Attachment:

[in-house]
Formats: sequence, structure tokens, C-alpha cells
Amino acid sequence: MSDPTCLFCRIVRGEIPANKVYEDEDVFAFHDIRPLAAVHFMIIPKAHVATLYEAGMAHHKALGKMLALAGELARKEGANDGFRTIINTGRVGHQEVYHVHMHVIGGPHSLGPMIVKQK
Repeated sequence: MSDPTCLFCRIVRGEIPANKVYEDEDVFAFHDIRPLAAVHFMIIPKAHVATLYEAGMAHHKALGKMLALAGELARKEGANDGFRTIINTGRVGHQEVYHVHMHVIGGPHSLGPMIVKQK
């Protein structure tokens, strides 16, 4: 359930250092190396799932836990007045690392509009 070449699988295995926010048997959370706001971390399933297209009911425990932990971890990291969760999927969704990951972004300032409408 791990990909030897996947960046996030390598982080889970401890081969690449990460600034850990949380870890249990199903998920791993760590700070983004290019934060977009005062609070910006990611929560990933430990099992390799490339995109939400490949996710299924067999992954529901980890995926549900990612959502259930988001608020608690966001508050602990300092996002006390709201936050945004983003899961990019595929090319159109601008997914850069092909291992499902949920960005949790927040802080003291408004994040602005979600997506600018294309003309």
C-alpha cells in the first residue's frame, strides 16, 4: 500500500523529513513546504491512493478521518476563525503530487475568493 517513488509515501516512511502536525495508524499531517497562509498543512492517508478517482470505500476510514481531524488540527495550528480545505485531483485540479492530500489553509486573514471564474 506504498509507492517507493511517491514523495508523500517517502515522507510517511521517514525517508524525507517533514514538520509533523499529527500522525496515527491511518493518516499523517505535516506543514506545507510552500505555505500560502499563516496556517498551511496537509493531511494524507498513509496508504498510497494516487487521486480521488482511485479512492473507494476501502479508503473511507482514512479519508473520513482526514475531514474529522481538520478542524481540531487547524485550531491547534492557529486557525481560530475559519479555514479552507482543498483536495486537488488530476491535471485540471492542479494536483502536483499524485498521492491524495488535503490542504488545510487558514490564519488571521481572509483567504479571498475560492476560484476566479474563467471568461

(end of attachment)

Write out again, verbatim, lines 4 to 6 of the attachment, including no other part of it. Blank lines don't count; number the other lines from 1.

Repeated sequence: MSDPTCLFCRIVRGEIPANKVYEDEDVFAFHDIRPLAAVHFMIIPKAHVATLYEAGMAHHKALGKMLALAGELARKEGANDGFRTIINTGRVGHQEVYHVHMHVIGGPHSLGPMIVKQK
């Protein structure tokens, strides 16, 4: 359930250092190396799932836990007045690392509009 070449699988295995926010048997959370706001971390399933297209009911425990932990971890990291969760999927969704990951972004300032409408 791990990909030897996947960046996030390598982080889970401890081969690449990460600034850990949380870890249990199903998920791993760590700070983004290019934060977009005062609070910006990611929560990933430990099992390799490339995109939400490949996710299924067999992954529901980890995926549900990612959502259930988001608020608690966001508050602990300092996002006390709201936050945004983003899961990019595929090319159109601008997914850069092909291992499902949920960005949790927040802080003291408004994040602005979600997506600018294309003309």
C-alpha cells in the first residue's frame, strides 16, 4: 500500500523529513513546504491512493478521518476563525503530487475568493 517513488509515501516512511502536525495508524499531517497562509498543512492517508478517482470505500476510514481531524488540527495550528480545505485531483485540479492530500489553509486573514471564474 506504498509507492517507493511517491514523495508523500517517502515522507510517511521517514525517508524525507517533514514538520509533523499529527500522525496515527491511518493518516499523517505535516506543514506545507510552500505555505500560502499563516496556517498551511496537509493531511494524507498513509496508504498510497494516487487521486480521488482511485479512492473507494476501502479508503473511507482514512479519508473520513482526514475531514474529522481538520478542524481540531487547524485550531491547534492557529486557525481560530475559519479555514479552507482543498483536495486537488488530476491535471485540471492542479494536483502536483499524485498521492491524495488535503490542504488545510487558514490564519488571521481572509483567504479571498475560492476560484476566479474563467471568461